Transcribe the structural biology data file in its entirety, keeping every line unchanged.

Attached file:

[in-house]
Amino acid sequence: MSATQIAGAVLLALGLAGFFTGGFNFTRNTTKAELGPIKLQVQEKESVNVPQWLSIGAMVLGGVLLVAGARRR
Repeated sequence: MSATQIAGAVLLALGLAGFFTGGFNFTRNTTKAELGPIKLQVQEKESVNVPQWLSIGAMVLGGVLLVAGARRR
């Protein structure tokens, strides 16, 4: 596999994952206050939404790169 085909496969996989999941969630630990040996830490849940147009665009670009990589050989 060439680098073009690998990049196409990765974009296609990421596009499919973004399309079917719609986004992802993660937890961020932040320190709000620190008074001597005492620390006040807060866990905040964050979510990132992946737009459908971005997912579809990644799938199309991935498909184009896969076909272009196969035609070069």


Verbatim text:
[in-house]
Amino acid sequence: MSATQIAGAVLLALGLAGFFTGGFNFTRNTTKAELGPIKLQVQEKESVNVPQWLSIGAMVLGGVLLVAGARRR
Repeated sequence: MSATQIAGAVLLALGLAGFFTGGFNFTRNTTKAELGPIKLQVQEKESVNVPQWLSIGAMVLGGVLLVAGARRR
């Protein structure tokens, strides 16, 4: 596999994952206050939404790169 085909496969996989999941969630630990040996830490849940147009665009670009990589050989 060439680098073009690998990049196409990765974009296609990421596009499919973004399309079917719609986004992802993660937890961020932040320190709000620190008074001597005492620390006040807060866990905040964050979510990132992946737009459908971005997912579809990644799938199309991935498909184009896969076909272009196969035609070069």